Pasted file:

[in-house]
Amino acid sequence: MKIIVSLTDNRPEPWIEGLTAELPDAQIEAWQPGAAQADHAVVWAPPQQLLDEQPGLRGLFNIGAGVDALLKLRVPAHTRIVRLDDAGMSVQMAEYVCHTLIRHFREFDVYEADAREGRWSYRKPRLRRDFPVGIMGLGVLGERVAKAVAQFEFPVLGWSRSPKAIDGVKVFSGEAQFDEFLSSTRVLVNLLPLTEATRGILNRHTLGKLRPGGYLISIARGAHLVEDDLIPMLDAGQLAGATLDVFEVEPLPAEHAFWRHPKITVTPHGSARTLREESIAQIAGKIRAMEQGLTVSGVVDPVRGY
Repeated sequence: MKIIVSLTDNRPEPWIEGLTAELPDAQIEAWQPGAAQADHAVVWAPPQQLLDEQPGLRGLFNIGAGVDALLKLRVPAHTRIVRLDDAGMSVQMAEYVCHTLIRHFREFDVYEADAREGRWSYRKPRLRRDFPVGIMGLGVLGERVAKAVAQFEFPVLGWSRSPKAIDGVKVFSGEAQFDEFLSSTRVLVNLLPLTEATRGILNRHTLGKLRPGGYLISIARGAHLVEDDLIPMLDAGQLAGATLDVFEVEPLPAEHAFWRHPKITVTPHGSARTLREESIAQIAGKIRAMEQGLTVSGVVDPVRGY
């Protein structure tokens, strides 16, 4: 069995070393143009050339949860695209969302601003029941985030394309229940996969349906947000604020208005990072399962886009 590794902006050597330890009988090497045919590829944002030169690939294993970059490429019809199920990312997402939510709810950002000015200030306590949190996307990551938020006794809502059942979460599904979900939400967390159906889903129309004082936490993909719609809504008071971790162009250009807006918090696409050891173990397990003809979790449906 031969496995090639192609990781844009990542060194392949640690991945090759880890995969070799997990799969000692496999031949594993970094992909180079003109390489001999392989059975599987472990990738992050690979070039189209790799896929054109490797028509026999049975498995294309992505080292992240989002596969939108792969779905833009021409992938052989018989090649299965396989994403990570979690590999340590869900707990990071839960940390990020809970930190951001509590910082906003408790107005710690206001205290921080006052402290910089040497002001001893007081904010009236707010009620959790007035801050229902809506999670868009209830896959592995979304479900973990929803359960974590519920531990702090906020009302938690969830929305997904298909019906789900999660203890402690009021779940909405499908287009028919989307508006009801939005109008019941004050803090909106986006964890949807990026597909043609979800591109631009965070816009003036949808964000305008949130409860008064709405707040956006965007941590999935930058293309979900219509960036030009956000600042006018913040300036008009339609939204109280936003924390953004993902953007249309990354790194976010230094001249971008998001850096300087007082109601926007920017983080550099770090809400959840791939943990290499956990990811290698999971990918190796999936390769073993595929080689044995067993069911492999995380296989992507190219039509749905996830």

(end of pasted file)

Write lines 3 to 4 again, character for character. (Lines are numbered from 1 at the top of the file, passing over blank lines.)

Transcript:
Repeated sequence: MKIIVSLTDNRPEPWIEGLTAELPDAQIEAWQPGAAQADHAVVWAPPQQLLDEQPGLRGLFNIGAGVDALLKLRVPAHTRIVRLDDAGMSVQMAEYVCHTLIRHFREFDVYEADAREGRWSYRKPRLRRDFPVGIMGLGVLGERVAKAVAQFEFPVLGWSRSPKAIDGVKVFSGEAQFDEFLSSTRVLVNLLPLTEATRGILNRHTLGKLRPGGYLISIARGAHLVEDDLIPMLDAGQLAGATLDVFEVEPLPAEHAFWRHPKITVTPHGSARTLREESIAQIAGKIRAMEQGLTVSGVVDPVRGY
């Protein structure tokens, strides 16, 4: 069995070393143009050339949860695209969302601003029941985030394309229940996969349906947000604020208005990072399962886009 590794902006050597330890009988090497045919590829944002030169690939294993970059490429019809199920990312997402939510709810950002000015200030306590949190996307990551938020006794809502059942979460599904979900939400967390159906889903129309004082936490993909719609809504008071971790162009250009807006918090696409050891173990397990003809979790449906 031969496995090639192609990781844009990542060194392949640690991945090759880890995969070799997990799969000692496999031949594993970094992909180079003109390489001999392989059975599987472990990738992050690979070039189209790799896929054109490797028509026999049975498995294309992505080292992240989002596969939108792969779905833009021409992938052989018989090649299965396989994403990570979690590999340590869900707990990071839960940390990020809970930190951001509590910082906003408790107005710690206001205290921080006052402290910089040497002001001893007081904010009236707010009620959790007035801050229902809506999670868009209830896959592995979304479900973990929803359960974590519920531990702090906020009302938690969830929305997904298909019906789900999660203890402690009021779940909405499908287009028919989307508006009801939005109008019941004050803090909106986006964890949807990026597909043609979800591109631009965070816009003036949808964000305008949130409860008064709405707040956006965007941590999935930058293309979900219509960036030009956000600042006018913040300036008009339609939204109280936003924390953004993902953007249309990354790194976010230094001249971008998001850096300087007082109601926007920017983080550099770090809400959840791939943990290499956990990811290698999971990918190796999936390769073993595929080689044995067993069911492999995380296989992507190219039509749905996830």